I’m sure I am not the only person to experience this. Facebook is a very different sort of distribution channel than we have experienced in the past. The only times that I go directly to a news channel is when I follow a link from Facebook. (Or occasionally Twitter, but Facebook, with its longer posts, images, and videos, is more likely to compel me to click.)

Because I use Facebook so heavily in this way, I have taken the time to review which pages show up in my feed. The tools are basic, but usable. The result: News tailored to me. Which is now making me miserable because I wish I could ignore it. I think I need to find some more upbeat Pages to add to my Feed.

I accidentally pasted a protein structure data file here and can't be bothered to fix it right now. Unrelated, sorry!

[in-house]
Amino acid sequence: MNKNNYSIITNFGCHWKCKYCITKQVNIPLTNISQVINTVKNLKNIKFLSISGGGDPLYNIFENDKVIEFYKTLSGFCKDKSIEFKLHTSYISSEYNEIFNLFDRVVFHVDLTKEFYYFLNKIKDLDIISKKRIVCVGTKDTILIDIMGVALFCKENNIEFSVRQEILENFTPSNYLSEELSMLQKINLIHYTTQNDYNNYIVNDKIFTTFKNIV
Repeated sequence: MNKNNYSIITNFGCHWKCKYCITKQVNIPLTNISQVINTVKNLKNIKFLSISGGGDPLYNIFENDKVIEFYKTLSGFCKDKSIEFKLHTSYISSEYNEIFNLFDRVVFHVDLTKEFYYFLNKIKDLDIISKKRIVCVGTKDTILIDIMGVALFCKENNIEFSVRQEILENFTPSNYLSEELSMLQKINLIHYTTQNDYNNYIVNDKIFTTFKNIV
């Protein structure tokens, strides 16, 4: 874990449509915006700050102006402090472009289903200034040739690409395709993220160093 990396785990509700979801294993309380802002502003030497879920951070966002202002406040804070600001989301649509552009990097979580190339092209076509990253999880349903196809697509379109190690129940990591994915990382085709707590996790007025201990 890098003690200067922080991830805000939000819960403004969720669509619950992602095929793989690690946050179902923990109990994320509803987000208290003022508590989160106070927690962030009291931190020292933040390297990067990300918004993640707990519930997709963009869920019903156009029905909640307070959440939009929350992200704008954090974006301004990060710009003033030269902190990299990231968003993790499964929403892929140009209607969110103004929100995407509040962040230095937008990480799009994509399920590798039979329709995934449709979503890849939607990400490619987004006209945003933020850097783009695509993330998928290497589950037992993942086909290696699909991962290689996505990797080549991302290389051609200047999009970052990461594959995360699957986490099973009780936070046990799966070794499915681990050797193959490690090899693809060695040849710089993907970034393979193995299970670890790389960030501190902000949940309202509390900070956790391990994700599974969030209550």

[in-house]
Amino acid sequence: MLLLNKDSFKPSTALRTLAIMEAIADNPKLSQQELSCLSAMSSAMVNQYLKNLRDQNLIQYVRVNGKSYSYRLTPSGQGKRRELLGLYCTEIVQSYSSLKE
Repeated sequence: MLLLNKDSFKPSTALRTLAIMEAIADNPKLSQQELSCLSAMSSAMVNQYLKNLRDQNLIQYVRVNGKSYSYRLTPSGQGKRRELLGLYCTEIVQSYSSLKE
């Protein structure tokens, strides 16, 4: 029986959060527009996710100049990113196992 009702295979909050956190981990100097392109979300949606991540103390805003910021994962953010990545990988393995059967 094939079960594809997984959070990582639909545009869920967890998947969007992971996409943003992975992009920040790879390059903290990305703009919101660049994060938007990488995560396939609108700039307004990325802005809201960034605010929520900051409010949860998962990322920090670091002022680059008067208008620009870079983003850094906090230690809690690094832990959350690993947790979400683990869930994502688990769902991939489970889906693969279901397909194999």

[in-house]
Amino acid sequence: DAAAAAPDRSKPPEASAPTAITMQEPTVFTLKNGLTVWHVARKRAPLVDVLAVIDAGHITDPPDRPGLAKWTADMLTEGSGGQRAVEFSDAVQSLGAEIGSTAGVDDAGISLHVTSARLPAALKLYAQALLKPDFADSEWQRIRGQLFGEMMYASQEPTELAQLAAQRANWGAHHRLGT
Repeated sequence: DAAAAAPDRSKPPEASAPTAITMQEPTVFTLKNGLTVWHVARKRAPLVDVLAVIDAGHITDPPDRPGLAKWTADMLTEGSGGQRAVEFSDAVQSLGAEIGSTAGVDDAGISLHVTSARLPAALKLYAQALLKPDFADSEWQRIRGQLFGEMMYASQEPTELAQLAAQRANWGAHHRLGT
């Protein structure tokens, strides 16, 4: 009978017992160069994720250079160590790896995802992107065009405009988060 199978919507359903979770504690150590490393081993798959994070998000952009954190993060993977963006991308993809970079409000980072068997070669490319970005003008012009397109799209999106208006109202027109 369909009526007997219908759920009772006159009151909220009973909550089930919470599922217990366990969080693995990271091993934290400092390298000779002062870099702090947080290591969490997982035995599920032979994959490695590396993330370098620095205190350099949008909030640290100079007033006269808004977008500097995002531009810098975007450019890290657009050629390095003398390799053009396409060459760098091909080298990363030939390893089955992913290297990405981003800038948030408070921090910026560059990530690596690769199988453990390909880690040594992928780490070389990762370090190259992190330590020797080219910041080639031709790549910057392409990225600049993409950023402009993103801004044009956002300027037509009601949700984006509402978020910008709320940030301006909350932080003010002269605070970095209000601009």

Preparing for our #SXSW conversation: #toolsforgood

Yup, I’m getting all jiggy with the #hashtags. I just figured out that they are preassigned in the SXSWi catalog, so I may as well start using them.

Yesterday, I answered Maria’s questions as we prepared for our panel. Today, she answers mine:

Sorel: If you could give one piece of advice to a non-profit looking to stand out from the crowd, what would it be?

Maria Giudice, Hot Studio

Maria: Do not scrimp on the power of good design to get your message out and stand out from the crowd. Non-profits really struggle to find budget when it comes to spending money for a great brand strategist or social media strategist to use words in a powerful way. Or hire a designer to create compelling online and offline materials. So many non-profits fall prey to “that non-profit” look and feel and tone and voice which causes them to blend into the noise rather than be differentiated in a crowded field of social gooders. non-profit can stand out from the rest by:
Establishing a solid and frequent messaging strategy
Use a clear and distinctive voice and tone